How To Become 25% Happier
A regular gratitude practice is not just some self-help mumbo jumbo - it’s been scientifically proven to rewire our brains for happiness.
Studies have shown that people are 25% happier with a weekly gratitude practice.
Gratitude & The Brain
Two things are happening within the brain that keep us stuck.
The first is hedonic adaptation, and the second is our negative bias.
Let’s begin by looking at hedonic adaptation.
Step off the hedonic treadmill.
The hedonic treadmill, also known as hedonic adaptation, is the observed tendency of humans to quickly return to a relatively stable level of happiness despite major positive or negative events or life changes.
We think that when we get that promotion, earn six figures, get our dream home, and find the ideal mate, then we will be happy.
The problem with this approach is that it leads to never-ending anxiety because as soon as we achieve something, it doesn’t meet our expectations, and we start chasing something else.
Your happiness can only be found when you LET GO of the clinging, striving, judgement, expectations, compassion, and control and shift your focus to appreciating what you have now and how far you have come.
Positive to negative ratio of 3 to 1 (that’s three positive thoughts for every negative).
Our brains are wired to look for problems - and if we let it - our inner critics will make us miserable.
To overcome our negative bias, we need a ratio of 3 to 1 - that’s three positive thoughts for every negative one.
When you notice a negative thought, see if you can reframe it by looking for the positive in the situation.
This was one of the first practices I installed on my mindful habits journey over 30 years ago, and it has made a massive difference in the quality of my life.
The good news is that we can overcome hedonic adaptation and negativity bias with one simple practice - Gratitude!
5 Benefits of Gratitude
The benefits of a regular gratitude practice are numerous. Here are just a few.
1. Gratitude makes you happier.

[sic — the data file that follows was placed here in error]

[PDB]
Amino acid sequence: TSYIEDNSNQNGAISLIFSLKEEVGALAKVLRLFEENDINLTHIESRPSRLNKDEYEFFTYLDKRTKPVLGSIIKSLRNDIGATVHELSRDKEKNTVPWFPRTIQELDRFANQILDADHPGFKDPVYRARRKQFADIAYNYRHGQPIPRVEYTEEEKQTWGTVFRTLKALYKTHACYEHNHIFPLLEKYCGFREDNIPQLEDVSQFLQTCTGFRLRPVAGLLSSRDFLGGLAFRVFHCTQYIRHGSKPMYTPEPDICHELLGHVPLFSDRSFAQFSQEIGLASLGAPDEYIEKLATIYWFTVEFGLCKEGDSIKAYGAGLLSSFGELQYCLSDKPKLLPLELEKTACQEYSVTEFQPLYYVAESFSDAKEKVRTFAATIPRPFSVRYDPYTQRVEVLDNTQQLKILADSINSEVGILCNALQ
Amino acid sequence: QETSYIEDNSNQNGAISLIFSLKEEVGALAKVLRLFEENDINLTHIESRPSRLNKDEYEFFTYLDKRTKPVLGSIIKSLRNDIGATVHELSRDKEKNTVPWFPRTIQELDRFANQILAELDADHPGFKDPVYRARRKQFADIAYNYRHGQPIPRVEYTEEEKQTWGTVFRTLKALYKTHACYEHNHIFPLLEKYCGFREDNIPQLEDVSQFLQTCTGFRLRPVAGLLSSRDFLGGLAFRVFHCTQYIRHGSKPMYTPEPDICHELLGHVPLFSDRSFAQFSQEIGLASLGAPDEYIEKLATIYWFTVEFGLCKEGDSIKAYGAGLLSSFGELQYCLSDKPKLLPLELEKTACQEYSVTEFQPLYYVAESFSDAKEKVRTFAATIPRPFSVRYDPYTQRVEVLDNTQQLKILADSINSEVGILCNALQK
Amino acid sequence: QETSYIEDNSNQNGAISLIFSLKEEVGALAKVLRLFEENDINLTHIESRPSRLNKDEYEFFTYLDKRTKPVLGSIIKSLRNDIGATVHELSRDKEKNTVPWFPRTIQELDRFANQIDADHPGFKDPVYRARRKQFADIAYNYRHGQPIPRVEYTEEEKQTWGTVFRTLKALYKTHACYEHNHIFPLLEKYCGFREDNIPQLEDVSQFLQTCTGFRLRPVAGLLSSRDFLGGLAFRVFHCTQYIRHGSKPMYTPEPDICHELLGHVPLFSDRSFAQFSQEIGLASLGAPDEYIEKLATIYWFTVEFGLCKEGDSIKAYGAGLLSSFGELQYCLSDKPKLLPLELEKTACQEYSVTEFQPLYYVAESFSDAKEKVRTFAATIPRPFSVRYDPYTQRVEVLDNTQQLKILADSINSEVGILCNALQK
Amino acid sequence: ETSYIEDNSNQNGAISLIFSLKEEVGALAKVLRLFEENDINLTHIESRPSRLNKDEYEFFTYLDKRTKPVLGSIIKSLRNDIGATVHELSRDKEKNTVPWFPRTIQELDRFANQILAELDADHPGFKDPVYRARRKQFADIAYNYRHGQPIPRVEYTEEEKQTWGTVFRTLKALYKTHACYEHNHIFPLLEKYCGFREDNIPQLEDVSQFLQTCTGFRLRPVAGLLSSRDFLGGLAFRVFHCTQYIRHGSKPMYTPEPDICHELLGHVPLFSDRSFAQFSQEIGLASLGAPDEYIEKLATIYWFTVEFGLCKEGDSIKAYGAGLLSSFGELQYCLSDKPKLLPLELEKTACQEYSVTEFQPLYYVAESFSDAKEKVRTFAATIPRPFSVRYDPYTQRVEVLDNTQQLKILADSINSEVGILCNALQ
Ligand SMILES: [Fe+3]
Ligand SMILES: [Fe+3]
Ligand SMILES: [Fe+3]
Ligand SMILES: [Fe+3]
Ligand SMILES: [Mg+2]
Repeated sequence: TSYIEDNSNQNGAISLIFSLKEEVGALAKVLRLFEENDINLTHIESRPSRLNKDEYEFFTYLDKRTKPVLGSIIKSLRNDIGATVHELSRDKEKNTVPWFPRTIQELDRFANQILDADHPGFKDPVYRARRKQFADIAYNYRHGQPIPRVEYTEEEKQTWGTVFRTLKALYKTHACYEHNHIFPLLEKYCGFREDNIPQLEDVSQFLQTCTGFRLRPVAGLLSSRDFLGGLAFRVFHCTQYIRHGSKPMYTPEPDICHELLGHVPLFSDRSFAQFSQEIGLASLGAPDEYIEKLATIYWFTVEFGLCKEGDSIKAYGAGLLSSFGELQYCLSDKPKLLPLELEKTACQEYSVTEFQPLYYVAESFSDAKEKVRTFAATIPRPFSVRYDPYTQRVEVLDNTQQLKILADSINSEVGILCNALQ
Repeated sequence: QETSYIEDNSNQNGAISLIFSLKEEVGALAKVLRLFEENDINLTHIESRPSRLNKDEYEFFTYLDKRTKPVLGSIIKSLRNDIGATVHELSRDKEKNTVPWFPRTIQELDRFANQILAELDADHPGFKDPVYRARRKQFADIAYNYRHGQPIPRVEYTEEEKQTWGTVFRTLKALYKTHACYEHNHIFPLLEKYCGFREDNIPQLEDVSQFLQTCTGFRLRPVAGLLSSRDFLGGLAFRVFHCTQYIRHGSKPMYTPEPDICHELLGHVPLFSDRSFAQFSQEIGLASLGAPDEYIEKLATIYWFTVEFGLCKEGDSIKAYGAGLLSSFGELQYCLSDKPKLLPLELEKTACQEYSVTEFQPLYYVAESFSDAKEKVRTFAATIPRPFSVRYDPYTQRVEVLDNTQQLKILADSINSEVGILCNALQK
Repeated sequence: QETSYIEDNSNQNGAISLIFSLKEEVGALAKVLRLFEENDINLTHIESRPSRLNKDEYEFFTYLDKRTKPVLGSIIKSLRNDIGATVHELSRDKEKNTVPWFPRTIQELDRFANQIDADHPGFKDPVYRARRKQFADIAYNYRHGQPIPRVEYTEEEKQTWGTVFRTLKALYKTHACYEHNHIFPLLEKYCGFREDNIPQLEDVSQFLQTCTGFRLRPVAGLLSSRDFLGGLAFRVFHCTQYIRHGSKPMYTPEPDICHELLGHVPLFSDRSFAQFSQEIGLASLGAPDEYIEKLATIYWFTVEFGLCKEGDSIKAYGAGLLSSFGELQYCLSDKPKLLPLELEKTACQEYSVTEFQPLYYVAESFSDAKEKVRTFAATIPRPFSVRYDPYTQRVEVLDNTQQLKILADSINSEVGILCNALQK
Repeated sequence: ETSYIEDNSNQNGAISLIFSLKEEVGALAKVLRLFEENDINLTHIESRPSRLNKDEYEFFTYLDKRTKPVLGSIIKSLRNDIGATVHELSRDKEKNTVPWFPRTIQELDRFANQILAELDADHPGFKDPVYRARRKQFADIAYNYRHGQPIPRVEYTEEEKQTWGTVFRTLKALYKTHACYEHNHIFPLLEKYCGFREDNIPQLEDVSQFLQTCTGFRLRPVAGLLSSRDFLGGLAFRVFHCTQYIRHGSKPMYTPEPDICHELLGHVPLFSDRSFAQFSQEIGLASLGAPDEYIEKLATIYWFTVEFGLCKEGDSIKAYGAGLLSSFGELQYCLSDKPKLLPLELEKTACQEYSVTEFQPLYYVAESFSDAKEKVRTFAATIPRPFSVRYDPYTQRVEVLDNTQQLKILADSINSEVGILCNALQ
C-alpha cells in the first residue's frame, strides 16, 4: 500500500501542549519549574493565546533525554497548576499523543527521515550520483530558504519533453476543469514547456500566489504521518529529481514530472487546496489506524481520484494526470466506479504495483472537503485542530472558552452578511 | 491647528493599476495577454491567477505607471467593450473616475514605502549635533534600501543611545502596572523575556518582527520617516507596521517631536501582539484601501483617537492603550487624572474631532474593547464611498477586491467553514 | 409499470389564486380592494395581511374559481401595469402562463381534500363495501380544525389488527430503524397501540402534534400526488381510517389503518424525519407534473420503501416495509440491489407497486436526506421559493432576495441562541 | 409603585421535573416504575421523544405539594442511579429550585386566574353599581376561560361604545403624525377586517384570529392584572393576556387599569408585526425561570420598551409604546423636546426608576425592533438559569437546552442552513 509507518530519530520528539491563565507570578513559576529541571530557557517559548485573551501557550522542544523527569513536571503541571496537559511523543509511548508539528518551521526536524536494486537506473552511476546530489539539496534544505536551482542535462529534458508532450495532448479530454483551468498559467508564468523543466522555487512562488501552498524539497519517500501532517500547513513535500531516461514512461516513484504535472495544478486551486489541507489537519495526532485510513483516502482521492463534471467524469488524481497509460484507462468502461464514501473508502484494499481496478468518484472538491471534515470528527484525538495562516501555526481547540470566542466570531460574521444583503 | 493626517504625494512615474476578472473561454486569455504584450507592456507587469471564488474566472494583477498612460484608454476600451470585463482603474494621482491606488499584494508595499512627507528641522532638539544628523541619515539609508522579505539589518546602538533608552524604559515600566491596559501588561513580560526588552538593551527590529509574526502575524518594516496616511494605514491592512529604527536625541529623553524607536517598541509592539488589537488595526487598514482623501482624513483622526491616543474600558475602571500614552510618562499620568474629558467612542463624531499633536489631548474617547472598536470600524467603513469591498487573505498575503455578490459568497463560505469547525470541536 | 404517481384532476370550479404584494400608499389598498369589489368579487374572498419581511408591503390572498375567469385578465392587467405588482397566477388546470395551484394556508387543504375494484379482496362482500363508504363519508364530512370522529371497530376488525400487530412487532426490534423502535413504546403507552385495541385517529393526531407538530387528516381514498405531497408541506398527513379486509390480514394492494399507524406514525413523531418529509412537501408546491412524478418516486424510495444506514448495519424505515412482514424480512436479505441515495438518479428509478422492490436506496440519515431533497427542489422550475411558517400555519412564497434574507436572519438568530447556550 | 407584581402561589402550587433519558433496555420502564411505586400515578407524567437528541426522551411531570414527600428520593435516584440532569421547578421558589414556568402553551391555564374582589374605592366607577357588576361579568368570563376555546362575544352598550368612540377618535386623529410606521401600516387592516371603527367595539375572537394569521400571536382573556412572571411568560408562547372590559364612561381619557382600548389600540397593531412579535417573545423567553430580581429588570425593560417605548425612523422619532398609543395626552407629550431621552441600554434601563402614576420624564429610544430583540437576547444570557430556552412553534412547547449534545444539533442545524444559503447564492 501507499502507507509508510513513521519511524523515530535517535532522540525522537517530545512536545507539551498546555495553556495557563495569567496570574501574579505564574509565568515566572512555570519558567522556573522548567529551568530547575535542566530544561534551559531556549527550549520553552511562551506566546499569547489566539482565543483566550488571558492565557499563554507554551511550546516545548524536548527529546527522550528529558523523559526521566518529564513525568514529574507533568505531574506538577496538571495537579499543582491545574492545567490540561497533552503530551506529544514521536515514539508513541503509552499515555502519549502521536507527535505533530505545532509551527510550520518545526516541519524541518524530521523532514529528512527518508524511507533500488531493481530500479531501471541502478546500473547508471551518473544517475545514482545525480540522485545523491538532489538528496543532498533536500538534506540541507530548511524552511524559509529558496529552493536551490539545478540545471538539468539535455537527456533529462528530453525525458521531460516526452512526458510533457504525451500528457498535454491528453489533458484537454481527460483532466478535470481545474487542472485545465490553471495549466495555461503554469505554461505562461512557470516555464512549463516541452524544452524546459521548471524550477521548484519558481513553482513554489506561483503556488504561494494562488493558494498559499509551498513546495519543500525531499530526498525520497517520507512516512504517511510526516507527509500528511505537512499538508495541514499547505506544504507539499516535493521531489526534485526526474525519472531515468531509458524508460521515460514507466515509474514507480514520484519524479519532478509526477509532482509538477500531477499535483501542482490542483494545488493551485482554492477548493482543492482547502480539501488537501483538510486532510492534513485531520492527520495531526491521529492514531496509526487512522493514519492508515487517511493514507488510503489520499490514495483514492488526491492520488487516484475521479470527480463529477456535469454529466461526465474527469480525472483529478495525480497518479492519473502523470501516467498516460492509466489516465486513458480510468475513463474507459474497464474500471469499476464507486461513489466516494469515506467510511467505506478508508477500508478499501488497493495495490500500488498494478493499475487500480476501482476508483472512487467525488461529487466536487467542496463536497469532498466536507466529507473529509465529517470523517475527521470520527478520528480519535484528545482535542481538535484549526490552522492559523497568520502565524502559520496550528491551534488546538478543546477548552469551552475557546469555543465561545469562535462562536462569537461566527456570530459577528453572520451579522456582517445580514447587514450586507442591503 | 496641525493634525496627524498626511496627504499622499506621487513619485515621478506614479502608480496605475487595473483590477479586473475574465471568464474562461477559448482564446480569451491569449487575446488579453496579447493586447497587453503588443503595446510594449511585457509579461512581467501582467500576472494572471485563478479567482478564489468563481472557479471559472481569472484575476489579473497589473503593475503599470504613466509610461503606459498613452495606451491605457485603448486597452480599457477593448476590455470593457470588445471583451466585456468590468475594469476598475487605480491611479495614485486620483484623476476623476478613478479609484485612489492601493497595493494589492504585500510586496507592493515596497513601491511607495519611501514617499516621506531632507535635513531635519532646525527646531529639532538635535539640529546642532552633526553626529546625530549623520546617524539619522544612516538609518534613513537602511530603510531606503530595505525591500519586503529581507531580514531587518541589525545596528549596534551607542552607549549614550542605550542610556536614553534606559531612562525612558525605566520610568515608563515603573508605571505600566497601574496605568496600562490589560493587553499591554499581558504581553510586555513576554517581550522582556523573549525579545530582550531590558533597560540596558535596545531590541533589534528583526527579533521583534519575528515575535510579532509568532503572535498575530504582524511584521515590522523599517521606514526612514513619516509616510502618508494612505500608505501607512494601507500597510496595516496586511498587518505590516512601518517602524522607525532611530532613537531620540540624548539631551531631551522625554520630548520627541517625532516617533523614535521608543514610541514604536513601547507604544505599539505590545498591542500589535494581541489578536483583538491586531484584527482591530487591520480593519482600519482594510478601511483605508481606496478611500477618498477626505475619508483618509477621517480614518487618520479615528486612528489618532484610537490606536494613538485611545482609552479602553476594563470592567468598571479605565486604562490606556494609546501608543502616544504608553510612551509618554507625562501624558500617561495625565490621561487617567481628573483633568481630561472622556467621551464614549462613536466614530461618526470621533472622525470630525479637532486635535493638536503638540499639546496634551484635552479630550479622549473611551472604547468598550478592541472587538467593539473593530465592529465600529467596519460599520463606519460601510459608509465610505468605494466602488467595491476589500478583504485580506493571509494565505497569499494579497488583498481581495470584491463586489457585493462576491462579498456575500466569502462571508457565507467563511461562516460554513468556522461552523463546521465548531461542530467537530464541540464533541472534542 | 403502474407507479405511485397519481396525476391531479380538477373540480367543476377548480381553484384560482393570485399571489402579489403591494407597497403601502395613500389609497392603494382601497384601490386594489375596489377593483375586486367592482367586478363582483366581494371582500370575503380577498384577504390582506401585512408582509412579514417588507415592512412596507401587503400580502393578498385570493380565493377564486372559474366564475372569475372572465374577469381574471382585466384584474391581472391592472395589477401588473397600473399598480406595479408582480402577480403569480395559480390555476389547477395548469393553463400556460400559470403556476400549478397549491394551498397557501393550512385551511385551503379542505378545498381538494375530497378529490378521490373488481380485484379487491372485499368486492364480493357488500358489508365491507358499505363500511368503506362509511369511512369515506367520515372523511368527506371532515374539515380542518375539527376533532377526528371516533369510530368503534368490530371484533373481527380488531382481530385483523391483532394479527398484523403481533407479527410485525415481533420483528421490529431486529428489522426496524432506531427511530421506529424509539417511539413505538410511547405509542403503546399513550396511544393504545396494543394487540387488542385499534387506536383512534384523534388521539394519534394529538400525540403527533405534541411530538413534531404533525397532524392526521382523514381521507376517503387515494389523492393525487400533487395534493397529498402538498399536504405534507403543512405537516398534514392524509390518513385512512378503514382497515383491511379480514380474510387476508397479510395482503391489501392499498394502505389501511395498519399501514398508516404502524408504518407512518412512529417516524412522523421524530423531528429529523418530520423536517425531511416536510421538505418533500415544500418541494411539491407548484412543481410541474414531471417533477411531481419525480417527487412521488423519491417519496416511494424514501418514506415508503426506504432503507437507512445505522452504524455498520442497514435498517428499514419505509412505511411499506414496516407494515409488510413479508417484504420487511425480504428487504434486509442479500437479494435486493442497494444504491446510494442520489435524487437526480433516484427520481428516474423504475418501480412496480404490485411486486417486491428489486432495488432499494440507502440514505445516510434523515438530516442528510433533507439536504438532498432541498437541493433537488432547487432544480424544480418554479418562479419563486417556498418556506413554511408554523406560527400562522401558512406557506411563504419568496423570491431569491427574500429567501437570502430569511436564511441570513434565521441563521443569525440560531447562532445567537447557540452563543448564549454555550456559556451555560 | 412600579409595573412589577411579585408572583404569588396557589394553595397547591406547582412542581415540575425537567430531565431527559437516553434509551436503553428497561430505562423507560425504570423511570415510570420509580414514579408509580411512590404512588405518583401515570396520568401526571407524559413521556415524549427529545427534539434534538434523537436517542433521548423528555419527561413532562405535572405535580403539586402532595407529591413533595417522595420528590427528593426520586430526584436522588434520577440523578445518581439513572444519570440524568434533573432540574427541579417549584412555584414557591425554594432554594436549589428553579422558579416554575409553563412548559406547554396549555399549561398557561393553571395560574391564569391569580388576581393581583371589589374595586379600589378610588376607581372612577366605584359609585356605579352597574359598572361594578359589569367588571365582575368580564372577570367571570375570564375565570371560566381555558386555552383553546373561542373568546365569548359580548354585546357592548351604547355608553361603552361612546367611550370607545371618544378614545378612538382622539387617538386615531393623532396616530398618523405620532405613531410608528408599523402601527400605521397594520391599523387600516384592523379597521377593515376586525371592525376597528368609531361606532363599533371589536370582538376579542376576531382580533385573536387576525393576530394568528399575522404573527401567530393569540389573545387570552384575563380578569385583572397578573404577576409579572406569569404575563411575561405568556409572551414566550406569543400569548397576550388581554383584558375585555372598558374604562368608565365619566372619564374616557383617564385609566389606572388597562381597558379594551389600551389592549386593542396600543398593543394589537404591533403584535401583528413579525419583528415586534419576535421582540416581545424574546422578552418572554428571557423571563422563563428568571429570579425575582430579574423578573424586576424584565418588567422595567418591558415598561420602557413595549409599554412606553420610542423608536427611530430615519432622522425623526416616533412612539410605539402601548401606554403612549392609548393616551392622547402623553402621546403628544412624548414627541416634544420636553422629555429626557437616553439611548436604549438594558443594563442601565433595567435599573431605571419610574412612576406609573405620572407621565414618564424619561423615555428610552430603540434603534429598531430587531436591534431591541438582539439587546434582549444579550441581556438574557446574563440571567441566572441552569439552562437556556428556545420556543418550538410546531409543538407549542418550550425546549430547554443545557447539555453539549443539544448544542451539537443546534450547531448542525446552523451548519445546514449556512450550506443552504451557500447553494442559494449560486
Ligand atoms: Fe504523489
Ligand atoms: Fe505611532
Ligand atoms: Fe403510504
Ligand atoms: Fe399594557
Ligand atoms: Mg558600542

Gratitude has been shown to strengthen positive emotions, reduce feelings of envy and anger, make our memories happier, let us experience good feelings, and help us bounce back from stress.
2. Gratitude attracts positive relationships.
Nobody likes hanging out with other negative people (except for other negative people)
To attract positive people into your life, you need to be more positive.
A simple gratitude practice will make you friendlier, improve your marriage, be more respected, have more friends (and a better quality of friends), and deepen your closest relationships.
3. Gratitude makes us healthier.
Gratitude has been shown to decrease pain, reduce bad health symptoms, and lower blood pressure.
It has also been shown to increase time spent exercising, sleep time, sleep quality, and overall energy.
4. Gratitude builds confidence.
Grateful people are more optimistic, less materialistic, more compassionate, less self-centred and have higher levels of self-esteem.
5. Gratitude helps us professionally.
Grateful people are better leaders and team players, achieve goals, have improved decision-making, and are more productive.
3 Gratitude Practices
Gratitude doesn’t need to be complicated; it just takes a few minutes each day.
Here are a few practices to get you started.
1. A genuine thank you
Most of us rush the thank you or saying thanks without thinking about it.
The next time you say thank you, stop and pause, think about how grateful you are for this person and say thank you with intention.
2. Gratitude journal
At the end of each day, identify 3 to 5 things you are grateful for or, once a week, brain-dump all the things you are thankful for.
3. Meal-time gratitude
Share 1 or 2 or 3 things you are grateful for with your family.
Each of the practices may seem awkward or difficult at first.
That’s why it’s called a practice - Do them anyway!
You will be grateful that you did.